Instead, they assert that, because the jury did not find quid pro quo sexual harassment, it would be impossible "for the jury to then conclude that [Marchisotto] had a good faith basis to complain about sexual harassment." Def. Mem. at 5. Therefore, the issue before this Court is whether there was sufficient evidence to support the jury's finding that Marchisotto's good faith belief was reasonable. The City and Hollywood claim that the jury made a "factual finding" that the Marchisotto's allegations of behavior by Hollywood "simply did not happen." Id. They argue that the jury's verdict on the quid pro quo claim means that they did not believe Marchisotto's allegations, and, if they did not believe him, could not then find that he had a good faith basis to make a complaint. Id. These are not a reasonable inferences based on the jury's verdict. According to the verdict sheet, the jury found that Marchisotto did not prove by a preponderance of the evidence that he was subject to unwelcome sexual harassment by Hollywood. However, this does not mean that they disbelieved his allegations. The jury could have believed Marchisotto's testimony about Hollywood saying his evaluation "didn't have to go this way," but not found that Marchisotto proved by a preponderance of the evidence that his interpretation of the behavior as sexual harassment was the correct interpretation. Much of the behavior Marchisotto alleges took place could have been interpreted more than one way. In fact, the City and Hollywood offered an alternative explanation for the phone calls by Hollywood to Marchisotto that he interpreted in a sexual manner. The jury could have found that both explanations for the phone calls were reasonable, and that Marchisotto did not meet his burden in proving that they were sexual harassment. Assuming this was their finding, it would not be inconsistent for the jury to also find that Marchisotto had a good faith basis to complain. As discussed above, the record includes sufficient evidence to support the jury's finding that Marchisotto had a good faith belief that the City and Hollywood had violated Title VII. See Quinn, 159 F.3d at 769. The jury's verdict was neither irrational, nor, under the evidence presented and the governing law, a verdict a reasonable jury could not have reached.Therefore, the City and Hollywood's motion is DENIED.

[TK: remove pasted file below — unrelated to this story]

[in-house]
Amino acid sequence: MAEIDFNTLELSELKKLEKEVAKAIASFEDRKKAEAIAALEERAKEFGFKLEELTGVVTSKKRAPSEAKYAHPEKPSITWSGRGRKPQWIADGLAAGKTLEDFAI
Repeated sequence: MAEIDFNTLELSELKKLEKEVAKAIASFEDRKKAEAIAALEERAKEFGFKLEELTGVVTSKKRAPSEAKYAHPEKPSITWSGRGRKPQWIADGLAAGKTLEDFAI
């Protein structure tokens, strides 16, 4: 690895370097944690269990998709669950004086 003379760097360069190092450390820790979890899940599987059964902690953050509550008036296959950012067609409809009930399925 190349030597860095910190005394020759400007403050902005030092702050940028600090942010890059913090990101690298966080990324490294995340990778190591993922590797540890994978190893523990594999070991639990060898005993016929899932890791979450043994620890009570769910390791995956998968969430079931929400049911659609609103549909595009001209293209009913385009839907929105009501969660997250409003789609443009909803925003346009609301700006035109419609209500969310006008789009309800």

B. FRCP 59(a) Motion for a New Trial

Under FRCP 59(a), ordinarily, a court should not grant a new trial "unless it is convinced that the jury has reached a seriously erroneous result or that the verdict is a miscarriage of justice." Smith, 861 F.2d at 370. Unlike a judgment as a matter of law, a new trial may be granted under FRCP 59 even if substantial evidence exists to support the jury's verdict. See Song v. Ives Lab., Inc., 957 F.2d 1041, 1047 (2d Cir. 1992). Moreover, in considering a motion for a new trial, a court "is free to weigh the evidence . . . and need not view it in the light most favorable to the verdict winner." Id. (quotingBevevino v. Saydjari, 574 F.2d 676, 684 (2d Cir. 1978)); see also Bartniak v. Cushman & Wakefield, Inc., 223 F. Supp. 2d 524, 528 (S.D.N.Y. 2002).

The City and Hollywood argue that a new trial on the retaliation claim should be granted because evidentiary rulings by the Court were in error. Def. Mem. at 9. In support of their motion for a new trial, the City and Hollywood argue that: 1) it was improper for the Court to have permitted testimony or a jury charge on the removal of Marchisotto's firearms at his home; 2) testimony about Sergeant Napolitano's alleged misconduct should have been excluded; and 3) in light of Marchisotto's summation, the preclusion of relevant testimony regarding his history denied the City and Hollywood a fair trial. Id. at 6-9.